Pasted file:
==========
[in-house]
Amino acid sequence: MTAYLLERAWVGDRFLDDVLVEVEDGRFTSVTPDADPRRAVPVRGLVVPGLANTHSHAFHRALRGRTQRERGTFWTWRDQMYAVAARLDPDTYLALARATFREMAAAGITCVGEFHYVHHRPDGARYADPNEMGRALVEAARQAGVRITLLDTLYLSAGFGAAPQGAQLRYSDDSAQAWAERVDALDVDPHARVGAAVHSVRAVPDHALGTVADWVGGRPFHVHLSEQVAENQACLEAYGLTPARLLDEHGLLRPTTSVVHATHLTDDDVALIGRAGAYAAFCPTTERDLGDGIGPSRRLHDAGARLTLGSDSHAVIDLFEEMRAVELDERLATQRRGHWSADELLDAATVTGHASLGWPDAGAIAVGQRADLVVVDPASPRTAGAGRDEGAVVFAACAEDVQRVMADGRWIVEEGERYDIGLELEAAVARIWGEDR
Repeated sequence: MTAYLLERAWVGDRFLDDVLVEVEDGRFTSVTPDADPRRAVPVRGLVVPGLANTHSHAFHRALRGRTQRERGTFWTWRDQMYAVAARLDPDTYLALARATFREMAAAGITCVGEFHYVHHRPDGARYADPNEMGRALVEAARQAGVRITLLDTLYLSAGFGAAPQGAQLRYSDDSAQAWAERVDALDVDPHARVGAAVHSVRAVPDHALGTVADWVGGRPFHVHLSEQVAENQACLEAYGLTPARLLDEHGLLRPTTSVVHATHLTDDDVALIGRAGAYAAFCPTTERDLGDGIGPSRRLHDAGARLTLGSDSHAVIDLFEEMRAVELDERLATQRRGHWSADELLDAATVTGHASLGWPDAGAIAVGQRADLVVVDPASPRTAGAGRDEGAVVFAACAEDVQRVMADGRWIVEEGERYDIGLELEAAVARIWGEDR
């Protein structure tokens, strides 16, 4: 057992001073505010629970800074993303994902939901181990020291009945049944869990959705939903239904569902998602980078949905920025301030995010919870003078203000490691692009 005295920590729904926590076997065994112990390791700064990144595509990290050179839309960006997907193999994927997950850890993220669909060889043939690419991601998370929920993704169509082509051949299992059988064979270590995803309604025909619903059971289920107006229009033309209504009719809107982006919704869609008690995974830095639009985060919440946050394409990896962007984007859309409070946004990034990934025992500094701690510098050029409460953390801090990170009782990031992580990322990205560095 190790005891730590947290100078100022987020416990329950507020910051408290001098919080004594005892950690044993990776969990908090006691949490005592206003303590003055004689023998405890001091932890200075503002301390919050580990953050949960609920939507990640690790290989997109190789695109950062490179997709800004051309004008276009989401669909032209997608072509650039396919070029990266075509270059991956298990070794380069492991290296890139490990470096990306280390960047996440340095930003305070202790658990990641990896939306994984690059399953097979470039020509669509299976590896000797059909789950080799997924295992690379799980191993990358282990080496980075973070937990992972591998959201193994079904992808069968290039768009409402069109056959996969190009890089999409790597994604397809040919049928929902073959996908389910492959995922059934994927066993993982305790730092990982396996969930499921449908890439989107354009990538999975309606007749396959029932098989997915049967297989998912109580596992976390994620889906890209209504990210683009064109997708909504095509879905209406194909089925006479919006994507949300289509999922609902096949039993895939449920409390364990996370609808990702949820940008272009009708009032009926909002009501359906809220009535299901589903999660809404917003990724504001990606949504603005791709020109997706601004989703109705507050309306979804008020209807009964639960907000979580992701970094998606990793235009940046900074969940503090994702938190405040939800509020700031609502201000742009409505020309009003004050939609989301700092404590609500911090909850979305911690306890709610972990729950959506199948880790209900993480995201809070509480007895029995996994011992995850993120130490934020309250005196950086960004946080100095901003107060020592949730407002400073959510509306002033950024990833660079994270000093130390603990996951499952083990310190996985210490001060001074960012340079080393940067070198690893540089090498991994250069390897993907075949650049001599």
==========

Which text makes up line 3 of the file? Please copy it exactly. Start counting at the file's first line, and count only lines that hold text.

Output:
Repeated sequence: MTAYLLERAWVGDRFLDDVLVEVEDGRFTSVTPDADPRRAVPVRGLVVPGLANTHSHAFHRALRGRTQRERGTFWTWRDQMYAVAARLDPDTYLALARATFREMAAAGITCVGEFHYVHHRPDGARYADPNEMGRALVEAARQAGVRITLLDTLYLSAGFGAAPQGAQLRYSDDSAQAWAERVDALDVDPHARVGAAVHSVRAVPDHALGTVADWVGGRPFHVHLSEQVAENQACLEAYGLTPARLLDEHGLLRPTTSVVHATHLTDDDVALIGRAGAYAAFCPTTERDLGDGIGPSRRLHDAGARLTLGSDSHAVIDLFEEMRAVELDERLATQRRGHWSADELLDAATVTGHASLGWPDAGAIAVGQRADLVVVDPASPRTAGAGRDEGAVVFAACAEDVQRVMADGRWIVEEGERYDIGLELEAAVARIWGEDR